Five Lame Reasons Not to Attend Your Reunion
Essayist and senior managing editor of Washingtonian magazine Bill O'Sullivan '83 on why you should attend Alumni Weekend 2019.
The first Haverford reunion I ever went to was my 15th, in 1998. I’m not sure why I’d never been tempted before—the introvert’s hesitance, I guess—or why I couldn’t get it off my mind that time. I checked in with my closest friends, and none could make it, yet something was compelling me. I didn’t decide for sure till the Friday of Alumni Weekend, and I had no car at the time, so I rented one that night and decided to go up and back on Saturday. If there was no one to talk to, I’d just wander around campus revisiting the guy I was back then. There are worse ways to spend a day.
It turned out I had a great time—and I’ve returned every five years since, most recently in 2018 for my 35th. I now tell myself my reason for going will reveal itself once I’m there, and it always does. So for anyone who’s never been to Alumni Weekend, or has but is on the fence about going again, I hereby offer five lame reasons not to attend your Reunion.
1. No one I know will be there.
The first reunion I went to, I’d probably been on campus 10 minutes when I ran into a classmate and her young son. She’d been more a friend of friends, and we’d had no contact since graduation, but she’d always been a lovely person and we’d shared enough meals in the Dining Center that my pleasure at seeing her was more than just low-grade relief at simply seeing anyone familiar.
There will be people you didn’t necessarily know well but who will remember you, and there’s nothing like hearing your name spoken by someone who wasn’t a close friend but remembers you anyway: You made an impression. Over the course of your visit, you’ll likely return the favor to someone else who’ll be just as happy to be remembered by you.
2. I have fond college memories, but they’re in the past.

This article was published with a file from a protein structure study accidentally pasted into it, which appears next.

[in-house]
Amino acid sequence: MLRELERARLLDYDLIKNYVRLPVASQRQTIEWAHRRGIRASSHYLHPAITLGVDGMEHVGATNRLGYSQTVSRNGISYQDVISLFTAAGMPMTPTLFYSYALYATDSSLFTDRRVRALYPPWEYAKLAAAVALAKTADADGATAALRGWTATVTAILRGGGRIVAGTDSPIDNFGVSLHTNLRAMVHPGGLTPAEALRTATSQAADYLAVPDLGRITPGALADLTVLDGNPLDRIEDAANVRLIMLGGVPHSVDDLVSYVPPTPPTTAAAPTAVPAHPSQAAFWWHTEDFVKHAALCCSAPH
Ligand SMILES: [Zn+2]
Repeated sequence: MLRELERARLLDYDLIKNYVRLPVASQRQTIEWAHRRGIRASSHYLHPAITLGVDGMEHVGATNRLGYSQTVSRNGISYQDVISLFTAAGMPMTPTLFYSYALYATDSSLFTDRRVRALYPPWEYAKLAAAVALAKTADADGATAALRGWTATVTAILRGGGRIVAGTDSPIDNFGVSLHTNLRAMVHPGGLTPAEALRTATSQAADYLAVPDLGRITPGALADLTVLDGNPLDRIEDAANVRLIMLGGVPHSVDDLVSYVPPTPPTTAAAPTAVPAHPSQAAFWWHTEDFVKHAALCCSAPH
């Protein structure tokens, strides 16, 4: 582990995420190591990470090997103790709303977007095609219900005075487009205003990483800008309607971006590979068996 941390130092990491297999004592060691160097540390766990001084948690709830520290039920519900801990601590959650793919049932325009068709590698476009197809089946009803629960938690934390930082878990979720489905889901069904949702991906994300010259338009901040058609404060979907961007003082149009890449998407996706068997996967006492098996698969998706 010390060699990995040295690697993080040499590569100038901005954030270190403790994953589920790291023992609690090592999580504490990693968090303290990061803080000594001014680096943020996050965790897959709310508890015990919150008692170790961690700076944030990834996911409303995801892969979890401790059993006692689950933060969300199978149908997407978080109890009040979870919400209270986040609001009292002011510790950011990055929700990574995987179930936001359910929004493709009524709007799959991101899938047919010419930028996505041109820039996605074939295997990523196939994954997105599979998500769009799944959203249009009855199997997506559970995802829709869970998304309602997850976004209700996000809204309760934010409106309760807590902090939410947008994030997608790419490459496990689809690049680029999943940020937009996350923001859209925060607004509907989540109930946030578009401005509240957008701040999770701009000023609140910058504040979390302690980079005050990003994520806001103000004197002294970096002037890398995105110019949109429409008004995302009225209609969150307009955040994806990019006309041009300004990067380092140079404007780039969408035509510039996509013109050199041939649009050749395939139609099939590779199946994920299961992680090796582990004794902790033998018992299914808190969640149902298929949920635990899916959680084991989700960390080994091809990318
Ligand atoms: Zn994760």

Sharing memories is restorative and affirms formative experiences. But here’s the surprise—I’ve found that relatively little reminiscing occurs. Most conversation is about what we’ve been up to since Haverford, the people we’ve become, the families we’ve formed, the jobs we’ve held, the chapters of our lives written and revised. This is an interaction you can easily have with someone you didn’t know that well 20 or 30 years ago, but who’s your same age and walked the same campus paths for four years. Even more restorative: An exchange like this can remind you that where you are in your life now makes sense.
3. I didn’t have a great college experience and don’t need to revisit it.
I admit that I have mostly positive college memories. (One of my most pleasant recurring dreams to this day involves walking to the Dining Center to check my mailbox—the kind with a key.) Though I was gay and not out of the closet—even to myself—during college, at the first reunion I attended I ended up having a long and meaningful conversation with someone who was out at Haverford but wasn’t so happy at the time. He gave me perspective on the ways in which the community wasn’t always very welcoming to gay people in the early ’80s. His comments didn’t change my feelings about the place but did make me realize that even mixed experiences can have value—in my case, a reminder that being openly gay in college 35 years ago might not have been as great as I previously assumed.
In his case? Well, he did come to the reunion, and has been to every one since to see friends—which makes perfect sense to me. After all, you’re revisiting the full experience, which had a hand in making you who you are.
4. The activities don’t particularly interest me.
The lectures, panels, and tours are for the people they do interest. If that’s not you, there are still the meals, the impromptu chances to catch up, the beautiful campus to wander around, the ritual walk (especially for my generation and before) between Haverford and that other beautiful campus, Bryn Mawr. At my most recent reunion, I hadn’t planned to attend two back-to-back panels, but after lunch I found myself filing into the auditorium with the rest of my cohort. As we watched a film about a classmate’s medical clinic for undocumented immigrants, then later listened to a discussion about several people from my year who’d melded their professions with advocacy, I felt proud to be part of this community.
5. I’m just not a reunion person.
Actually, maybe the world isn’t made up of reunion and non-reunion people. The way I look at it is that when you have the chance to reconnect with those who shared some of your most seminal years, you should take it. I’ve always been glad I did.